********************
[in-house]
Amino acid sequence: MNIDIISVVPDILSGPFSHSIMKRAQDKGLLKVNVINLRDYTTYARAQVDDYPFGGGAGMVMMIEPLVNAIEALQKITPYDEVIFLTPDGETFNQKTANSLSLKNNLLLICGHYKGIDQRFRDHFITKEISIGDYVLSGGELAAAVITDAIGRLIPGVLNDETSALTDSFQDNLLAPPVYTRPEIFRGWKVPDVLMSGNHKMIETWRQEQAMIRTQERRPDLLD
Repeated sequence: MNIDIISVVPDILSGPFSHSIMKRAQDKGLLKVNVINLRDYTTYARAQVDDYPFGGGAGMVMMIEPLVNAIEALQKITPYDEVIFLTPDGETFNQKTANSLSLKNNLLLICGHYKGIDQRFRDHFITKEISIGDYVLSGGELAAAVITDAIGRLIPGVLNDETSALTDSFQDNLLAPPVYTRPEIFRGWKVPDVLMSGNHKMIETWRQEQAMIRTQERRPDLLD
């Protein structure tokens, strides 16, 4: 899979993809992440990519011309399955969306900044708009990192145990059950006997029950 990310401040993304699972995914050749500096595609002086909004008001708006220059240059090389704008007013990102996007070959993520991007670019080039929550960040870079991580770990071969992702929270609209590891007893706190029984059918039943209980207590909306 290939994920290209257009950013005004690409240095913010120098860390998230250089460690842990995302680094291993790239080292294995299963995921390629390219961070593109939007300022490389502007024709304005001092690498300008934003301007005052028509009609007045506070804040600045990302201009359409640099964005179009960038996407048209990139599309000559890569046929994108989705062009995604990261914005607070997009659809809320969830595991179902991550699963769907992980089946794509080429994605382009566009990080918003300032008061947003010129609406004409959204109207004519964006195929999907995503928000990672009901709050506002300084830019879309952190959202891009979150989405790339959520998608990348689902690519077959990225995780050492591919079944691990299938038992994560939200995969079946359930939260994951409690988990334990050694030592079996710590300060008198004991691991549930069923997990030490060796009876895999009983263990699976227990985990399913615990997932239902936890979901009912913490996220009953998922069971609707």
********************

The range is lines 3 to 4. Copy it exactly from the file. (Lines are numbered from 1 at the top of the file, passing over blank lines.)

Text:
Repeated sequence: MNIDIISVVPDILSGPFSHSIMKRAQDKGLLKVNVINLRDYTTYARAQVDDYPFGGGAGMVMMIEPLVNAIEALQKITPYDEVIFLTPDGETFNQKTANSLSLKNNLLLICGHYKGIDQRFRDHFITKEISIGDYVLSGGELAAAVITDAIGRLIPGVLNDETSALTDSFQDNLLAPPVYTRPEIFRGWKVPDVLMSGNHKMIETWRQEQAMIRTQERRPDLLD
């Protein structure tokens, strides 16, 4: 899979993809992440990519011309399955969306900044708009990192145990059950006997029950 990310401040993304699972995914050749500096595609002086909004008001708006220059240059090389704008007013990102996007070959993520991007670019080039929550960040870079991580770990071969992702929270609209590891007893706190029984059918039943209980207590909306 290939994920290209257009950013005004690409240095913010120098860390998230250089460690842990995302680094291993790239080292294995299963995921390629390219961070593109939007300022490389502007024709304005001092690498300008934003301007005052028509009609007045506070804040600045990302201009359409640099964005179009960038996407048209990139599309000559890569046929994108989705062009995604990261914005607070997009659809809320969830595991179902991550699963769907992980089946794509080429994605382009566009990080918003300032008061947003010129609406004409959204109207004519964006195929999907995503928000990672009901709050506002300084830019879309952190959202891009979150989405790339959520998608990348689902690519077959990225995780050492591919079944691990299938038992994560939200995969079946359930939260994951409690988990334990050694030592079996710590300060008198004991691991549930069923997990030490060796009876895999009983263990699976227990985990399913615990997932239902936890979901009912913490996220009953998922069971609707």